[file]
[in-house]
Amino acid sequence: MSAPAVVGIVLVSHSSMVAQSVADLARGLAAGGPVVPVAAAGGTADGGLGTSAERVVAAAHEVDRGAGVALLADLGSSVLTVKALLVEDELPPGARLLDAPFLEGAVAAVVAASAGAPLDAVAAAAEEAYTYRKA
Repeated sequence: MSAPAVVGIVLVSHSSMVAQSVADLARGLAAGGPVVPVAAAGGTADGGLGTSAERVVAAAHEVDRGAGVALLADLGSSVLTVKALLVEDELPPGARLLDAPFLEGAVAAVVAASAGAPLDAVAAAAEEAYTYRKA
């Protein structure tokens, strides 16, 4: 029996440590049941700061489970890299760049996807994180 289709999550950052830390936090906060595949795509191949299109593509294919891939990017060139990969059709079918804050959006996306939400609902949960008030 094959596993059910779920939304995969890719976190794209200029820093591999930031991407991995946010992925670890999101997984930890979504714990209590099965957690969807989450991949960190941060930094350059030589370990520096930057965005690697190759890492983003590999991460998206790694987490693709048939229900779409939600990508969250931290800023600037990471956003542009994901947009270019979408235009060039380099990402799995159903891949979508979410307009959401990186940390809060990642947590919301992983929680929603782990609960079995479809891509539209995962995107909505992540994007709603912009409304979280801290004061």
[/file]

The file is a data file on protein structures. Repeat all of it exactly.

[in-house]
Amino acid sequence: MSAPAVVGIVLVSHSSMVAQSVADLARGLAAGGPVVPVAAAGGTADGGLGTSAERVVAAAHEVDRGAGVALLADLGSSVLTVKALLVEDELPPGARLLDAPFLEGAVAAVVAASAGAPLDAVAAAAEEAYTYRKA
Repeated sequence: MSAPAVVGIVLVSHSSMVAQSVADLARGLAAGGPVVPVAAAGGTADGGLGTSAERVVAAAHEVDRGAGVALLADLGSSVLTVKALLVEDELPPGARLLDAPFLEGAVAAVVAASAGAPLDAVAAAAEEAYTYRKA
């Protein structure tokens, strides 16, 4: 029996440590049941700061489970890299760049996807994180 289709999550950052830390936090906060595949795509191949299109593509294919891939990017060139990969059709079918804050959006996306939400609902949960008030 094959596993059910779920939304995969890719976190794209200029820093591999930031991407991995946010992925670890999101997984930890979504714990209590099965957690969807989450991949960190941060930094350059030589370990520096930057965005690697190759890492983003590999991460998206790694987490693709048939229900779409939600990508969250931290800023600037990471956003542009994901947009270019979408235009060039380099990402799995159903891949979508979410307009959401990186940390809060990642947590919301992983929680929603782990609960079995479809891509539209995962995107909505992540994007709603912009409304979280801290004061």